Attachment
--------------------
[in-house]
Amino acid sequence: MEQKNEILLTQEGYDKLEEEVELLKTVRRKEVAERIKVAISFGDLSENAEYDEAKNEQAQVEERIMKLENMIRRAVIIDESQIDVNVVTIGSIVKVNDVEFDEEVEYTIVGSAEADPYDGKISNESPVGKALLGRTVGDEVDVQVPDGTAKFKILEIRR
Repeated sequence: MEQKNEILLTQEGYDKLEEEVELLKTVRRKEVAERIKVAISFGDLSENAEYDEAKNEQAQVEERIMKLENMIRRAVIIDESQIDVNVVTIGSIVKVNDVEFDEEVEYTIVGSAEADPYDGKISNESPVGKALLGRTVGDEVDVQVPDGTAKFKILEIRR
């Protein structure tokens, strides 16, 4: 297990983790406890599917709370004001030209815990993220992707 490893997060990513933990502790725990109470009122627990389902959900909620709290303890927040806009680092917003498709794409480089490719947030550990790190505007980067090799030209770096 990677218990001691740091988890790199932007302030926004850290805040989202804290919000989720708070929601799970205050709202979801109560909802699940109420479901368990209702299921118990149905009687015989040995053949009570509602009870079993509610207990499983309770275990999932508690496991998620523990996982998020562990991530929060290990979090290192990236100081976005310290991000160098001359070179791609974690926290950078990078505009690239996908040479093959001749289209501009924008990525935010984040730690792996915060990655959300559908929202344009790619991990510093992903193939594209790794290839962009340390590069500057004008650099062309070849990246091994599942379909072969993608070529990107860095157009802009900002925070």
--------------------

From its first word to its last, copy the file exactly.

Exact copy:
[in-house]
Amino acid sequence: MEQKNEILLTQEGYDKLEEEVELLKTVRRKEVAERIKVAISFGDLSENAEYDEAKNEQAQVEERIMKLENMIRRAVIIDESQIDVNVVTIGSIVKVNDVEFDEEVEYTIVGSAEADPYDGKISNESPVGKALLGRTVGDEVDVQVPDGTAKFKILEIRR
Repeated sequence: MEQKNEILLTQEGYDKLEEEVELLKTVRRKEVAERIKVAISFGDLSENAEYDEAKNEQAQVEERIMKLENMIRRAVIIDESQIDVNVVTIGSIVKVNDVEFDEEVEYTIVGSAEADPYDGKISNESPVGKALLGRTVGDEVDVQVPDGTAKFKILEIRR
């Protein structure tokens, strides 16, 4: 297990983790406890599917709370004001030209815990993220992707 490893997060990513933990502790725990109470009122627990389902959900909620709290303890927040806009680092917003498709794409480089490719947030550990790190505007980067090799030209770096 990677218990001691740091988890790199932007302030926004850290805040989202804290919000989720708070929601799970205050709202979801109560909802699940109420479901368990209702299921118990149905009687015989040995053949009570509602009870079993509610207990499983309770275990999932508690496991998620523990996982998020562990991530929060290990979090290192990236100081976005310290991000160098001359070179791609974690926290950078990078505009690239996908040479093959001749289209501009924008990525935010984040730690792996915060990655959300559908929202344009790619991990510093992903193939594209790794290839962009340390590069500057004008650099062309070849990246091994599942379909072969993608070529990107860095157009802009900002925070």